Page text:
Opinion Bank # O-193 Hate Crimes: Defense Theory That Defendant Did Not Personally Harbor The Required Mental State
NOTE: The text of the footnotes appears at the end of the document.
IN THE COURT OF APPEAL OF THE STATE OF CALIFORNIA
THIRD APPELLATE DISTRICT
THE PEOPLE, 3 Crim. C016870
Plaintiff and Respondent, (San Joaquin Super. Ct.
BUENAVENTURA ALBARO WILSON,
Defendant and Appellant.
A jury found defendant Buenaventura Wilson guilty of assault with a deadly weapon (Pen. Code, § 245, subd. (a)(1)), [Footnote 1] oral copulation in concert (§ 288a subd. (d)), false imprisonment (§ 236, subd. (a)(1)), and use of force or the threat of force to prevent a victim from reporting a crime (§ 136.1, subd. (c)). The jury also found true the allegations that defendant committed the assault because of the victim’s race or color (§ 422.75, subd. (a)), and that defendant personally used a deadly weapon (§ 12022, subd. (b)) and personally inflicted great bodily injury (§ 12022.7) in the commission of the crimes of assault with a deadly weapon and oral copulation in concert. He was sentenced to an aggregate term of 20 years in prison.
On appeal, defendant contends the trial court committed various instructional and sentencing errors. We shall reverse the hate-crime enhancement due to instructional error, and shall remand the matter for resentencing.
In the main, the facts of the underlying criminal offenses were not disputed at trial; consequently, we do not recite them in detail. Suffice it to say that defendant beat Channing Green, a 21-year-old Black acquaintance, with his fists; “head-butted” him; kicked him; burned his chest with a lit cigarette; choked him; placed a noose around his neck; forced him to eat a raw egg and dirt; placed him in the trunk of a car and drove to two other locations where Green was forced to disrobe; beat him with a baseball bat while he was beaten by others with a dog chain; forced him to orally copulate defendant; and threatened him with death if he went to the police. During this two-hour ordeal, defendant and others repeatedly called the victim “nigger” and used other racial epithets.
The information alleged that defendant committed the crimes of torture, kidnapping, assault with a deadly weapon, and forcible oral copulation “because of the victim’s race, color, nationality or country of origin” in violation of section 422.75, often called the “hate-crime” enhancement statute. [Footnote 2] As to the crimes of torture and oral copulation, defendant was charged with violating section 422.75, subdivision (b), which requires that he also have “voluntarily acted in concert with another person either personally or by aiding and abetting another person.” As to the crimes of kidnapping and assault with a deadly weapon, defendant was charged with violating section 422.75, subdivision (a), which contains no requirement that defendant have acted in concert with others.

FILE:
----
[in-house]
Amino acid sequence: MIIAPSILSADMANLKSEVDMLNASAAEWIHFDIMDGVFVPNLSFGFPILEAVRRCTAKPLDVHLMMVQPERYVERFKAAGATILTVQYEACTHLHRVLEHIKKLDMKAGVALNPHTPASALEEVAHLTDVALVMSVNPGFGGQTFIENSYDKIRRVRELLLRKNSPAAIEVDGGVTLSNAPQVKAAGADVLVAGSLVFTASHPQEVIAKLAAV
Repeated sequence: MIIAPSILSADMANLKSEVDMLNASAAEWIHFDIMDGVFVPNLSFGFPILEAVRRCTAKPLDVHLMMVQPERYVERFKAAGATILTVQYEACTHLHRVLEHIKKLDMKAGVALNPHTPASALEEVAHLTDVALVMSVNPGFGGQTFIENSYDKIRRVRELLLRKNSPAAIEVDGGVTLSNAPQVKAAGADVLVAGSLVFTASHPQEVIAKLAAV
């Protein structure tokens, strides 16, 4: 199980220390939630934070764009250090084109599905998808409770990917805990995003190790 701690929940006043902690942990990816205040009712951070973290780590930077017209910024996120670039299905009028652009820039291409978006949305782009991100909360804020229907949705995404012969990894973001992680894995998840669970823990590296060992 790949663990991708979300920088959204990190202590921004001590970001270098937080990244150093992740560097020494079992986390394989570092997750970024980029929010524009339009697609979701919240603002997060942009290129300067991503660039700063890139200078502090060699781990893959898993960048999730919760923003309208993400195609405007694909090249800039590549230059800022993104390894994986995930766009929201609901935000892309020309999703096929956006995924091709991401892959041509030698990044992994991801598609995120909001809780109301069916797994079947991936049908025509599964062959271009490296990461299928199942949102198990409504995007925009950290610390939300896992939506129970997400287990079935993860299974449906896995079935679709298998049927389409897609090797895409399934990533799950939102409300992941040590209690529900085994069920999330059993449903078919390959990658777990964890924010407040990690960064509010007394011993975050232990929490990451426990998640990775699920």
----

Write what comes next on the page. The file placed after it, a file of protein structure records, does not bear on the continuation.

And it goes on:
The trial judge used a modified version of CALJIC No. 9.95 to instruct the jury on the hate-crime enhancements. This instruction, intended for use in connection with alleged violations of section 422.7, [Footnote 3] stated: “Defendant is accused in Counts One, Two, Three and Four of having violated Section 422.75 of the Penal Code, a crime. [¶] Every person who commits the crime of torture, or assault with a deadly weapon, or with force likely to produce great bodily injury, or kidnapping, or forcible oral copulation against the person of another, for the purpose of intimidating or interfering with the other person’s free exercise or enjoyment of any right secured to him by the Constitution or laws of California, or the United States, and because of the person’s race or color, ancestry or national origin, and the crime against the person of another either includes the present ability to commit a violent injury or cause actual physical injury, is guilty of a violation of Section 422.75 of the Penal Code. [¶ In order to prove such a crime, each of the following elements must be proved: One, a person committed the crime of torture, or assault with a deadly weapon, or with force likely to produce great bodily injury, or kidnapping, or forcible oral copulation; two, such crime was committed against another person; three, the perpetrator of such crime did so with the specific intent — so this is a specific intent enhancement -with the specific intent to intimidate or interfere with the alleged victim’s free exercise or enjoyment of any right secured to him by the Constitution of or laws of the State of California or of the United States; four, the perpetrator committed the crime because of the alleged victim’s race, color, ancestry or natural origin, and; five, the perpetrator had the present ability to commit a violent injury or caused actual physical injury to the alleged victim. [¶] California law secures the right to be free from violence or the threat of it.”